Thursday, April 24, 2008

Ornaments Reserved for the Sovereign Pontiff

If you know anything about papal vestments, as you read this bit below you might even hear in the back of your head the Charge of the Batmobile or Attack of the Batwing (by Danny Elfman)!

"What ornaments are reserved for the Sovereign Pontiff?

In certain ceremonies or audiences the Pope wears a lace rochet, a mozetta of red velvet or satin, bordered with ermine, and a stole likewise of red velvet or satin.

Besides the ornaments proper to priests and bishops, such as the alb, the chasuble, the mitre, etc., he wears special ornaments according to circumstances. Among them are:

1st. The falda, a demi-soutane of white silk with a train which is borne by dignitaries of the papal court.
2d. The mantle for the papal chapels (analogous to the cope), which is white or red according to the feast or the office. It is ornamented with the formal or pectoral, a large plate of silver or silver gilt, which serves to hold the edges of the mantle together over the breast of the Pontiff.
3d. The phanon or fanon, which consists of two light mozettas. The upper one is worn outside the chasuble and the lower one over the alb.
4th. The succinctorium, a vestment similar in shape to a maniple and, on solemn occasions, worn hanging from the cincture.
5th. The tiara, formed of three crowns placed one above another, and enriched with diamonds and precious stones. It represents the Pope's triple power of bishop, sovereign pontiff, and king.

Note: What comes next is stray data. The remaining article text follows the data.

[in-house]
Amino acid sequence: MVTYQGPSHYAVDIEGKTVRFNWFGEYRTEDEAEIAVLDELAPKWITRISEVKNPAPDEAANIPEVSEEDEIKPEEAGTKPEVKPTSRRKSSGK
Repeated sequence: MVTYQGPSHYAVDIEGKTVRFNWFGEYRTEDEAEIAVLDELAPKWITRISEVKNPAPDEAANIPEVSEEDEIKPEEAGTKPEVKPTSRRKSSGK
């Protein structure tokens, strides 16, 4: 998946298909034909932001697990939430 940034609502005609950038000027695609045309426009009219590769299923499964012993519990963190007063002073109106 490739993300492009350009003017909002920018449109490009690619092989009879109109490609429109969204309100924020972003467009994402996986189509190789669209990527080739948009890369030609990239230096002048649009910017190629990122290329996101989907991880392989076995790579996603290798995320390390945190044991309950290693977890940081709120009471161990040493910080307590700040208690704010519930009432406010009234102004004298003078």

6th. The pontifical ring.
When the Pope makes his solemn entrance into the basilicas of Rome or into consistories, he is seated on a chair or throne called the sedia gestatoria. Twelve servants of the papal court bear it on their shoulders.
7th. The flabelli, or fans, of ostrich feathers, are carried on either side of the Pontiff in papal processions.

St. Thomas Aquinas says: 'The Roman Pontiff does not use the [pastoral] staff, because St. Peter sent it to raise to life one of his disciples, who was afterwards made bishop of Treves; and therefore the Pope carries the staff in the diocese of Treves, but in no other; or again, as a sign that he has not a limited jurisdiction, for such jurisdiction is denoted by the curvature of the staff.' The Pope uses the cross instead of the crozier."

Exposition of Christian Doctrine by A Seminary Professor (La Salle Bureau), 1941.

N.B. For solemn liturgies in the Vatican Basilica the Popes always vested at the altar of Pope St. Gregory the Great (near the entrance to the sacristy).

1 comment:

Anonymous said...

I'd like to see one of these "succinctoriums". Any pics?